There is a risk the defined benefit (DB) funding code and the regulations alongside it are not consistent, industry experts say.
Speaking yesterday (7 June) at the Pensions and Lifetime Savings Association (PLSA) Investment Conference, Herbert Smith Freehills partner Rachel Pinto said there is a risk part of the code and the regulations "are not consistent".
"The whole regime is complex - [we] don't want to make it even more difficult by having discrepancies between the code and regulations," she said.
Pinto noted: "Investment consultants are saying low dependency asset allocation is not what they considered highly resilient to adverse market conditions," something outlined in the code, but not the regulations.
She added the regulations should be updated so they refer to assets being ‘resilient' rather than ‘highly resilient'. "We'd welcome that."
The Pensions Regulator senior adviser Fred Berry explained the intent of the regulator and the Department for Work and Pensions is more in line with the code than the regulations.
He said the funding code is "all about principles and applications". Berry added: "It is a funding code but also addressing governance and risk management."
PLSA DB committee chair Rob Orr said there is "uncertainty" about not having the full picture of the code yet. He said implications will include trustees having "more to think about" and having to work with employers more so than they currently do.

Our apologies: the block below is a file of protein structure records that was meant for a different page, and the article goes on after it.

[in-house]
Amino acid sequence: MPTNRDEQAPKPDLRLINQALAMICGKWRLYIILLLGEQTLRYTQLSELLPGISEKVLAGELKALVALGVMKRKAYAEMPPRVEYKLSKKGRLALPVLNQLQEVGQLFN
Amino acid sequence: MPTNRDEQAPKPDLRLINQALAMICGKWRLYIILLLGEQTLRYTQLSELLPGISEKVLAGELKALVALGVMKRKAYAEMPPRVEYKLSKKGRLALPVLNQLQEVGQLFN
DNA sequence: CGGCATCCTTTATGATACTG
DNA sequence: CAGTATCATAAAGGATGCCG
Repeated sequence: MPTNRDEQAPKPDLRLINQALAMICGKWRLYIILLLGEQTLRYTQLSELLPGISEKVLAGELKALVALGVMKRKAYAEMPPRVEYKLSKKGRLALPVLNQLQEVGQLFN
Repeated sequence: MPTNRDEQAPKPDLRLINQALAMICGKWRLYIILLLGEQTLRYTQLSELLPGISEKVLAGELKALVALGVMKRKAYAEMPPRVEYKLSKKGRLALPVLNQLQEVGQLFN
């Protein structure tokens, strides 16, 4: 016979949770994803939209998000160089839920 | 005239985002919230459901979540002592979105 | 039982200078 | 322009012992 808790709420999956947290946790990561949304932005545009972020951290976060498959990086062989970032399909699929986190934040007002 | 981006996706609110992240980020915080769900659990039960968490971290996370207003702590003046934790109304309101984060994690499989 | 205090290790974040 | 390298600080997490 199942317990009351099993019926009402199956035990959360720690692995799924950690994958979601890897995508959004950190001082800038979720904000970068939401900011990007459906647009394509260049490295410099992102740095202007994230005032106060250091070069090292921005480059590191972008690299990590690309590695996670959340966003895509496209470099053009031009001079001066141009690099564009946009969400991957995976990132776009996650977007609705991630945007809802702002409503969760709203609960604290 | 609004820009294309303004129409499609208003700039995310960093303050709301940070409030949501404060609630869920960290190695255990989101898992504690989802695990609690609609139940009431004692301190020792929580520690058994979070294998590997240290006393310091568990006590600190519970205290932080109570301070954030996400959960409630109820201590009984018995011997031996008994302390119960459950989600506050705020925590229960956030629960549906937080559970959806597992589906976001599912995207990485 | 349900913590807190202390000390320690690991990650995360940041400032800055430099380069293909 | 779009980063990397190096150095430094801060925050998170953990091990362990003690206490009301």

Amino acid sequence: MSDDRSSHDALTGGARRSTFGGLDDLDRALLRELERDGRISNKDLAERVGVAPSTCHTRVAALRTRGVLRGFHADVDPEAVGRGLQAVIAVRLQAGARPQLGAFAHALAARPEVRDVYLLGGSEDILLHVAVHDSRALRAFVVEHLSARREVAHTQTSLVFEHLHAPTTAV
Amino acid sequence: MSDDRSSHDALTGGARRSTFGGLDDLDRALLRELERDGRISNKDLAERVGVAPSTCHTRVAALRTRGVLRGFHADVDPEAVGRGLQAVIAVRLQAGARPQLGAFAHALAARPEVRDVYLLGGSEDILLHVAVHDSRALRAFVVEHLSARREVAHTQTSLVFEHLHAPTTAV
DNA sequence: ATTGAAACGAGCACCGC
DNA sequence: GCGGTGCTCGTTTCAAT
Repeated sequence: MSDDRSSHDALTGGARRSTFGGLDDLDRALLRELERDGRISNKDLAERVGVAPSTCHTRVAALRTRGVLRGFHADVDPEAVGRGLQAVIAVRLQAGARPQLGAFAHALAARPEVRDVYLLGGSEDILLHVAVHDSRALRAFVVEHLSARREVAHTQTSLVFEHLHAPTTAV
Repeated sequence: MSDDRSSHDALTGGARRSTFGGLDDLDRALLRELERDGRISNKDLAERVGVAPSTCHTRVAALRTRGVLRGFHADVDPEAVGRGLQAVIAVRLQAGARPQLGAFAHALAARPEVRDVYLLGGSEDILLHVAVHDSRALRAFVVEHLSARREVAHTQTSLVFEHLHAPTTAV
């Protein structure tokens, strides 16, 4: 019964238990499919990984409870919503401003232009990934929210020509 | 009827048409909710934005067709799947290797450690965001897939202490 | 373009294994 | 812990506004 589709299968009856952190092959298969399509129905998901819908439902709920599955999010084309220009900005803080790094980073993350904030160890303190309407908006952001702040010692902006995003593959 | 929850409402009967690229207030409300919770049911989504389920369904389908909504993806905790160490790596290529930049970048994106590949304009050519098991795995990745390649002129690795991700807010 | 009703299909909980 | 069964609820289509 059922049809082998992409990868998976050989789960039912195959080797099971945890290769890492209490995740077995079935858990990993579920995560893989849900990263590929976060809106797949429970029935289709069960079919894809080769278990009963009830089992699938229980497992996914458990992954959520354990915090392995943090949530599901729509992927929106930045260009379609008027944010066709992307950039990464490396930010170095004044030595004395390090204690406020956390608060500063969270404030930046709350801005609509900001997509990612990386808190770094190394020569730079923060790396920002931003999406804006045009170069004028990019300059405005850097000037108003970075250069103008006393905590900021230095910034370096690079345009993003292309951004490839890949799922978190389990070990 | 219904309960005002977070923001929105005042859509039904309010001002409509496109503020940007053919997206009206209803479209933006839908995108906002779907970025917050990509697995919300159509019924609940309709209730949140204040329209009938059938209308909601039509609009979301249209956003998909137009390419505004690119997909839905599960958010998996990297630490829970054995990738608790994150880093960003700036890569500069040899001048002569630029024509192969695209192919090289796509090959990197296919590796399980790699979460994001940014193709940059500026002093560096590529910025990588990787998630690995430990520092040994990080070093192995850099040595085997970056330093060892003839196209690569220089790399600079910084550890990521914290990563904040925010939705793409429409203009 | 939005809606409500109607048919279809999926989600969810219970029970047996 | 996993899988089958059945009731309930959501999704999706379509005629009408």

He said there will be increase compliance costs and adviser fees as well as extra paper work for trustees to produce, including the statement of strategy which covers risks and mitigation.
"Trustees will need to consult with employers on this," he said.
Railpen pensions policy actuary Martin Hunter raised concern that "government policy doesn't always seem to be entirely consistent with itself in terms of DB".
A key feature of the DB funding code is schemes' journey to endgame.
Pinto said while buyout "might not be right for all schemes", there are a lot of schemes "in much better positions now".
She said this will result in there being a "queue to get to insurers". "It can be difficult to get the traction in the insurer market."
She said this will likely be "a driver for innovation" in the sector.
Berry agreed innovation will be important here, but noted the "struggle to drive innovation" in the industry.
Hunter said: "I don't think all schemes could buyout, and I don't think all should." He noted the cost of living crisis, warning other options may be better for schemes to take to help members through the current crisis.
Orr noted for buyout, "each scheme circumstances are specific to each scheme so buyout won't be the ultimate destination for all schemes".
However, Orr argued buyout may now be an option for more schemes than previously. He said in recent months, "scheme funding positions have improved so the deficit in cash terms is smaller, so where schemes were previously planning run-off on self-sufficiency they could now get to buyout".
"There are different options now," he said.
Berry said the regulator has an interest in "embedding existing practices to have the greatest impact".
He said this will "make it easier to have lines in the sand and pick off outliers".
The publication of the code is "largely going to be tightening of the herd".